Susan Montoya Bryan / The Associated Press
Wildlife managers are running out of options when it comes to helping Mexican gray wolves overcome hurdles that have thwarted reintroduction into their historic range in the Southwest.
Harassment and rubber bullets haven’t worked, so they’re trying something new — a food therapy that has the potential to make the wolves queasy enough to never want anything to do with cattle again.
As in people, the memories associated with eating a bad meal are rooted in the brain stem, triggered any time associated sights and smells pulse their way through the nervous system.
Wildlife managers are trying to tap into that physiological response in the wolves, hoping that feeding them beef laced with an odorless and tasteless medication will make them ill enough to kill their appetite for livestock.
Conditioned taste aversion (CTA) — the technical term for what amounts to a simple reaction — is not a magic bullet for boosting the recovery of the Mexican wolf, but some biologists see it as one of few options remaining for getting the program back on track after nearly 14 years of stumbling.
Biologists working at a captive breeding center at the Sevilleta National Wildlife Refuge in south-central New Mexico treated six wolves last April and two more in October. The animals were fed baits made up of beef, cow hide and an odorless, tasteless deworming medication that makes the wolves queasy.
Fish and Wildlife Service biologist Susan Dicks said the initial tests appear to be successful, with the wolves not wanting anything to do with the beef baits after their first serving.
“We’re learning as we go, but so far we have seen some good aversions produced,” Dicks said. “Again, it’s impossible to say yet whether this translates to a livestock animal running around on the hoof.”
To read the full article published in the Albuquerque Journal, click here.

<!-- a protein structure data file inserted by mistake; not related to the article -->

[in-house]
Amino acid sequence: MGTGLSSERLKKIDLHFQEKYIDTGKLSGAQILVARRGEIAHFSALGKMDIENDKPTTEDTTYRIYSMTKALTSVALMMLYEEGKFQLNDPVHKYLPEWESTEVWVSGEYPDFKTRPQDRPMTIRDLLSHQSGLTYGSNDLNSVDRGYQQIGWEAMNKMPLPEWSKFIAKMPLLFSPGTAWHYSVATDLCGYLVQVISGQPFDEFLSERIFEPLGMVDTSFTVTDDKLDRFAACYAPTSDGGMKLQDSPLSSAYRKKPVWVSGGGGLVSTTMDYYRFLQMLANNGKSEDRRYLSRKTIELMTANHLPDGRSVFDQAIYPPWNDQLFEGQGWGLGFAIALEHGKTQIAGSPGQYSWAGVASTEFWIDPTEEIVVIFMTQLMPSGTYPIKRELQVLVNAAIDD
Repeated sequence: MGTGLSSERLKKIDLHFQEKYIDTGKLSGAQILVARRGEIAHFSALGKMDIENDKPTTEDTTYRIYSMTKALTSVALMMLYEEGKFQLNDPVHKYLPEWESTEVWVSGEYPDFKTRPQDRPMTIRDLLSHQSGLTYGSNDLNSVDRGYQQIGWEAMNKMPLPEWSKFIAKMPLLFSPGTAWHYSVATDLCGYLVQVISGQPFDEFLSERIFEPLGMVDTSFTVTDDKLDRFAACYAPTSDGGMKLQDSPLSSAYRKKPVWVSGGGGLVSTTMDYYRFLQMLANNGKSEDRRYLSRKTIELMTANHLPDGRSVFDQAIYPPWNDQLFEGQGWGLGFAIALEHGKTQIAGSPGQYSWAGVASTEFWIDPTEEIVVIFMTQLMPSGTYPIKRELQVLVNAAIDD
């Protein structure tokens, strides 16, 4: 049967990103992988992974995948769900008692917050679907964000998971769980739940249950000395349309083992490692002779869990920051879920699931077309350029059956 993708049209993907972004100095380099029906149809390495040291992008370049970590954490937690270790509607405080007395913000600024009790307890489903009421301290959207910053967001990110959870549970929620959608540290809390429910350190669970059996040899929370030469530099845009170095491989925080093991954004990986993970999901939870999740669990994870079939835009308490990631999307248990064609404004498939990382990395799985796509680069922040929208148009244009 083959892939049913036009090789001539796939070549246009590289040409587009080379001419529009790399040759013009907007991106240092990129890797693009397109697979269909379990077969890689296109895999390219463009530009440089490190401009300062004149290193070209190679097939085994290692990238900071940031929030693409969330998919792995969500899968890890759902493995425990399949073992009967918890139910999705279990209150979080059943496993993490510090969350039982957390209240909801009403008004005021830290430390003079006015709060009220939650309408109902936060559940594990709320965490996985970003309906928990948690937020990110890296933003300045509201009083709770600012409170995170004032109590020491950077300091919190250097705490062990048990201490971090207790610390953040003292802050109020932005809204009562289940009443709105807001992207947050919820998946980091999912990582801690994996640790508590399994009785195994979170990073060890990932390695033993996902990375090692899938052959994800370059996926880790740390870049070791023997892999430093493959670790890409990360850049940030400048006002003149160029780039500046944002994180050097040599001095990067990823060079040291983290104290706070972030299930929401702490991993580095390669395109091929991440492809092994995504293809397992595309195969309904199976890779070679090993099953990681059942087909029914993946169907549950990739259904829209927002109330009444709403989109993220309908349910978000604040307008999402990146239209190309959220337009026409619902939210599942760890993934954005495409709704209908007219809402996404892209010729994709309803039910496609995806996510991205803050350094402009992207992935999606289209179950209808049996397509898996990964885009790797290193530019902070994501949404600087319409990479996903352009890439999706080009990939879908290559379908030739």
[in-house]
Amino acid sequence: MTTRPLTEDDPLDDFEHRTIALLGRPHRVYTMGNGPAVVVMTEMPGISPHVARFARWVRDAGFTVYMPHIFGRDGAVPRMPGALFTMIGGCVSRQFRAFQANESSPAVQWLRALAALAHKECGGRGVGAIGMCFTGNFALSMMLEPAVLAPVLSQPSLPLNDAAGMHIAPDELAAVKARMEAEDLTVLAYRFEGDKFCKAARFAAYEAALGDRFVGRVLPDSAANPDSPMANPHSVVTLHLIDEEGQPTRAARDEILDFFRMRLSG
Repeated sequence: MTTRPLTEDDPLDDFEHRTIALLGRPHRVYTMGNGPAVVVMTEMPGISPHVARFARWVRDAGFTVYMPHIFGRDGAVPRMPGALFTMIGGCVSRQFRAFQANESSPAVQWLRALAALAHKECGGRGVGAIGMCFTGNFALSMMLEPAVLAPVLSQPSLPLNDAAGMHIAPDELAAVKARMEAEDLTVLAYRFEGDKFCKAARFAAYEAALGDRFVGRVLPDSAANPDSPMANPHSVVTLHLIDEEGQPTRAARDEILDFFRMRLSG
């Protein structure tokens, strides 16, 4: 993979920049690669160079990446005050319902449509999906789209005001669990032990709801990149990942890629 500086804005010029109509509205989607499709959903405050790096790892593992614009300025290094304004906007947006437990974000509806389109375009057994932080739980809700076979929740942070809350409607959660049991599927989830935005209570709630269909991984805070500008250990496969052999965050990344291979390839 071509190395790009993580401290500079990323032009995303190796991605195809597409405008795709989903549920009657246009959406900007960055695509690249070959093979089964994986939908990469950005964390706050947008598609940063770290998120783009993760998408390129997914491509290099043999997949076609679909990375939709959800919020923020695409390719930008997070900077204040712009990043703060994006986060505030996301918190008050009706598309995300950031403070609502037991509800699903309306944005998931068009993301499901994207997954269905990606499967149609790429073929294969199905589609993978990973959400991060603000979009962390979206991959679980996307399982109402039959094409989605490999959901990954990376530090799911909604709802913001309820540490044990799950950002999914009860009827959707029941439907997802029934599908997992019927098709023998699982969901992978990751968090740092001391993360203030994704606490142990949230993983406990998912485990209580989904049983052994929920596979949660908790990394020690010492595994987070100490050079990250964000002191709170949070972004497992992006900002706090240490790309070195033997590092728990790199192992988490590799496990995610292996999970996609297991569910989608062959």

PLEASE WRITE A LETTER TO THE EDITOR of the Albuquerque Journal thanking them for this article and promoting more releases of Mexican wolves into the wild.
The letters to the editor page is one of the most widely read, influential parts of the newspaper. One letter from you can reach thousands of people and will also likely be read by the U.S. Fish and Wildlife Service.
Tips for writing your letter are below, but please write in your own words, from your own experience.
Letter Writing Tips & Talking Points
Below are a few suggestions for ensuring your message gets through clearly-your letter will be most effective if you focus on a few key points, so don’t try to use all of these.
– Start by thanking paper for their coverage of this important issue-this makes your letter immediately relevant and increases its chances of being published.
– Stress that only about 50 Mexican gray wolves remain in the wild, making them the most endangered mammal in North America.
– Conditioned taste aversion has potential as a method of preventing lobos from killing and eating cattle, but we’ll never know if it works in the field unless wolves treated with CTA are actually released into the wild.
– The eight wolves treated with CTA so far have all been waiting in captivity for periods of one to two years!
– It’s time for the U. S. Fish and Wildlife Service to release this pack and other CTA-treated wolves.
– In order to open up more good wolf habitat for wolves that are being released into the wild for the first time, the USFWS needs to release the environmental assessment on direct releases into New Mexico for public review immediately, go through the required public comment period, and make a decision. The dithering has gone on long enough.
– There are wolves who have had this treatment that are ready for release. This is another reason to get more wolves out there sooner.
If you need additional help or want someone to review your letter before you send it, you may email it to firstname.lastname@example.org
Thanks you for all you do-your actions make a big difference for these rare and wonderful wolves!